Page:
CENTCOM told Airwars that there were no US military strikes during the month of October in Yemen. The last declared CENTCOM action was on June 24th 2019 in Al Bayda province.

It is not known how many actions the CIA conducted in Yemen during the month, if any.

Pakistan

There were no publicly alleged CIA strikes in Pakistan against either Al Qaeda or the Taliban during October. The last such alleged strike was in August 2018.

Advocacy

European advocacy

After a strong advocacy year by previous incumbent Maike Awater, Laurie Treffers has now taken over as our Netherlands based acting conflict researcher and advocacy officer as of October 1st.

Laurie has been working as a geolocation volunteer with Airwars for over a year now, researching both Coalition and Russian airstrikes in Syria and Iraq. With her experience in journalism and communications, and an MA in Conflict Studies and Human Rights, Laurie says she is excited to be continuing our work at Airwars to push European states for more transparency and accountability for civilians harmed in conflict.

On October 18th, our European advocacy team sent a joint statement in partnership with Amnesty International, PAX for Peace, the Open State Foundation and academics from the Conflict Studies Department at Utrecht University, to the Dutch Minister of Defence. This called on the Ministry to release data on historical Dutch airstrikes in Syria and Iraq; to publish the Ministry’s own research into civilian casualties in that conflict; and to put improved processes of accountability and justice in place. On the same day that the joint statement was sent to the Minister, a major news story broke on Dutch involvement in a mass casualty civilian harm event at Hawijah, Iraq in 2015. See our associated article here.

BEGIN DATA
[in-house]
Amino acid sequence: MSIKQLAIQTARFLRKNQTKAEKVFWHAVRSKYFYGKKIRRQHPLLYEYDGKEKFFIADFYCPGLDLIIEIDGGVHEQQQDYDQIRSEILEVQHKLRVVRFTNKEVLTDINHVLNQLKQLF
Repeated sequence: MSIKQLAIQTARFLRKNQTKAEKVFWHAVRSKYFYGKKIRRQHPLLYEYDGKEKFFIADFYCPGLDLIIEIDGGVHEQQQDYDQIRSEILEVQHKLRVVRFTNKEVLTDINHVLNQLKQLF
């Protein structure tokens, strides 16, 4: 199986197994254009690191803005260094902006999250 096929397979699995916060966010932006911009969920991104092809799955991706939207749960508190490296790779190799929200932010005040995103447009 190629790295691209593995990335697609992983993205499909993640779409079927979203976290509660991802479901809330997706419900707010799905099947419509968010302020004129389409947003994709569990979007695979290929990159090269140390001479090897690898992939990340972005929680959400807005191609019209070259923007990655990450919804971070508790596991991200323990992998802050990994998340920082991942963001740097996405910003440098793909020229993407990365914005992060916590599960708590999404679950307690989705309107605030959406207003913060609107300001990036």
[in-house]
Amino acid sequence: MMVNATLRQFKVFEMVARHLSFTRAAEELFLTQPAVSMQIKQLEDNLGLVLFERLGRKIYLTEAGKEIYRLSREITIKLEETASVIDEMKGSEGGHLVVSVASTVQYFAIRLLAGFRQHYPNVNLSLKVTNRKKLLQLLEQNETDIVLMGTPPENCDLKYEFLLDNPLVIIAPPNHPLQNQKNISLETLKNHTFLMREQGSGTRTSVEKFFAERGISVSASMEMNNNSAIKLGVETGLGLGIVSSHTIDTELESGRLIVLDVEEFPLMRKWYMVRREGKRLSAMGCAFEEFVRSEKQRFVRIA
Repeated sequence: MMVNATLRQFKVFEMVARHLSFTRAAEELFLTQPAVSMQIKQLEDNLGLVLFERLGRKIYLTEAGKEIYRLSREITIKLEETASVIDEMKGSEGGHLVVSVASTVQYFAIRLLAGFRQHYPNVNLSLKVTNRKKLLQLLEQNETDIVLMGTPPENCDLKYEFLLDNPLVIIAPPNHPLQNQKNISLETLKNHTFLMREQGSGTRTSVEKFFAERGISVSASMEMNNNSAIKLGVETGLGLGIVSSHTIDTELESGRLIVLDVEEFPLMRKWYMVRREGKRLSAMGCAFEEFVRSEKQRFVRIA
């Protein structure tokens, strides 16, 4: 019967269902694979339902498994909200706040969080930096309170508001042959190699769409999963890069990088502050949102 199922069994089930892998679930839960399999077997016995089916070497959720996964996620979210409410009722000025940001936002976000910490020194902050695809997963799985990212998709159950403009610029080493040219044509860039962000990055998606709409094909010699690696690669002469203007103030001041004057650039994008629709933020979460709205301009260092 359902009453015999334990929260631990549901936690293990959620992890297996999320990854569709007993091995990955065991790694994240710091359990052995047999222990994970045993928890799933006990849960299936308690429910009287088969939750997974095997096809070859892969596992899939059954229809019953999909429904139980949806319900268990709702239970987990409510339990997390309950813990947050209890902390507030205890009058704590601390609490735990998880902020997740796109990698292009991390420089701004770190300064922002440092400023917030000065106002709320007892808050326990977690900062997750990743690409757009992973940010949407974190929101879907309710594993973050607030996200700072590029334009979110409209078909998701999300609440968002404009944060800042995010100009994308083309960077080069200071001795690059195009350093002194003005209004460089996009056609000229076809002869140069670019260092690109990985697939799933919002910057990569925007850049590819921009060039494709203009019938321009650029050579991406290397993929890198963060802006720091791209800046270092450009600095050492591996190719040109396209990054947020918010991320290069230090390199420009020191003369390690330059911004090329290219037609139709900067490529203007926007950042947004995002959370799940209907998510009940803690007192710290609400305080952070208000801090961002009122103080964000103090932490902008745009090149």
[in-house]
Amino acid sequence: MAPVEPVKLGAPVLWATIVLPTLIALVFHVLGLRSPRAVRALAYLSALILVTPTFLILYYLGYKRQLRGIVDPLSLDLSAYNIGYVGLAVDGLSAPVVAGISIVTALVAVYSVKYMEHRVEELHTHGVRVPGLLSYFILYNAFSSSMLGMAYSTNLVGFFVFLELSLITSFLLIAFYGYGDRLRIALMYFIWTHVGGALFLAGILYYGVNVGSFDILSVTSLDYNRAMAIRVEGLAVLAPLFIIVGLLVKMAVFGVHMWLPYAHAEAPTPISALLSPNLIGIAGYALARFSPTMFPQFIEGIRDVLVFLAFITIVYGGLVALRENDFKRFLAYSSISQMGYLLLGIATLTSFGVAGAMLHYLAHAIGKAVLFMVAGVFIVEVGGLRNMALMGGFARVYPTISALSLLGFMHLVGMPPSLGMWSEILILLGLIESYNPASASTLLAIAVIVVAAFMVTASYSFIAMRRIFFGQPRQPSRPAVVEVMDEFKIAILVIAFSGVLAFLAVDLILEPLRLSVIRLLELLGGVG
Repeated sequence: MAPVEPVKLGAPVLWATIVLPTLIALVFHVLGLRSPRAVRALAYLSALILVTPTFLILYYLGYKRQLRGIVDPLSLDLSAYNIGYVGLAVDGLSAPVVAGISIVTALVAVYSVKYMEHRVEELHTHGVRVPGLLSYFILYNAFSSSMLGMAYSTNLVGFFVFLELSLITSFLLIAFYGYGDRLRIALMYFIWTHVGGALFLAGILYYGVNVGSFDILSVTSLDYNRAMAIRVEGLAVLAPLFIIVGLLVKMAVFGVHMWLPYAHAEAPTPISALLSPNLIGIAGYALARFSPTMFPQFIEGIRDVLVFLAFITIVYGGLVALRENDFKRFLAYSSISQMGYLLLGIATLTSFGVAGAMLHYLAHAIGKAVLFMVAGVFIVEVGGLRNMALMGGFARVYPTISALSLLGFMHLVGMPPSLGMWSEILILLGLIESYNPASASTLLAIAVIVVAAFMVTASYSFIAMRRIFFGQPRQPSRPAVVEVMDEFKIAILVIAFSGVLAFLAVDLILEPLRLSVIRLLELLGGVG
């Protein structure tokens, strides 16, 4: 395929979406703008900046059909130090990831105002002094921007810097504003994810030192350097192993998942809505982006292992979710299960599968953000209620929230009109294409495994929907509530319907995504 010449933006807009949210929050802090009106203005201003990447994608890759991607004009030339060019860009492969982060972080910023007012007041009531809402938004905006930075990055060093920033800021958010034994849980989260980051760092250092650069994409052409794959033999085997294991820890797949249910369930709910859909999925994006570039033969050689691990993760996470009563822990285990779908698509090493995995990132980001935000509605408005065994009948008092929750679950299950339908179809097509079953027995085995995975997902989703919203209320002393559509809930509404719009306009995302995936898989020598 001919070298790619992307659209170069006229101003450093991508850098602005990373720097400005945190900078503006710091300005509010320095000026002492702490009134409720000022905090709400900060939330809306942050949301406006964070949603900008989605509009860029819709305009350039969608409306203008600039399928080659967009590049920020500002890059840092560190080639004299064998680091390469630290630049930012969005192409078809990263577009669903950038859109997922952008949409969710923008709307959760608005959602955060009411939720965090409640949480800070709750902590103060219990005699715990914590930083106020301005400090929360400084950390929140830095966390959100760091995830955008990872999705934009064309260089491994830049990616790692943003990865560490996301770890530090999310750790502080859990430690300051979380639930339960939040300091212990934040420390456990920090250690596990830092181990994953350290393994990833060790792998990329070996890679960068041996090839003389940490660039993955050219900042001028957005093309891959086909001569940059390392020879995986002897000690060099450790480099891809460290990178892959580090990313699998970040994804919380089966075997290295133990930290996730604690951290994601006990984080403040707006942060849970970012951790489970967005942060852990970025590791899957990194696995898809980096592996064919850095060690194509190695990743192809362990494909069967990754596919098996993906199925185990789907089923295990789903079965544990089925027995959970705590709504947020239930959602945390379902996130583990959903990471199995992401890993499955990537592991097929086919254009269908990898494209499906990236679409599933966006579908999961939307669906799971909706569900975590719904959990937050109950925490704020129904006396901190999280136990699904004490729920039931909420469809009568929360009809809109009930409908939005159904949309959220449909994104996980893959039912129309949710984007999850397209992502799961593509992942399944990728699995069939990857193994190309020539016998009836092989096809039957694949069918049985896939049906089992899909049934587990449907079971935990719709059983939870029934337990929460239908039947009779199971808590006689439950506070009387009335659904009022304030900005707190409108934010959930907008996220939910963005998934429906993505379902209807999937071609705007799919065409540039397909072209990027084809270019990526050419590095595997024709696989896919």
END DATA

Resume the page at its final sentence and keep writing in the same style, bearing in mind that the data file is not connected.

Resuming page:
On October 21st, our UK Advocacy Officer, Maysa Ismael, took part in a parliamentary discussion on ‘Exploring Avenues for Accountability for Victims in Yemen’ organised by the All-Party Parliamentary Human Rights Group.

▲ An alleged Turkish artillery strike hits Al Asadiye, Hasakah Governorate, Syria, on October 29th 2019 (via @y_ozgurpolitika)

Published

November 2019

Written by

Alex Hopkins

Major conflict monitoring

Libya

Libya witnessed an uptick of airstrikes in September as the Libyan National Army (LNA) air force, back by the United Arab Emirates, increased its campaign to seize areas of the country still outside its control. Local sources claimed 230 air and artillery strikes, of which 141 were either conducted by the LNA or the UAE.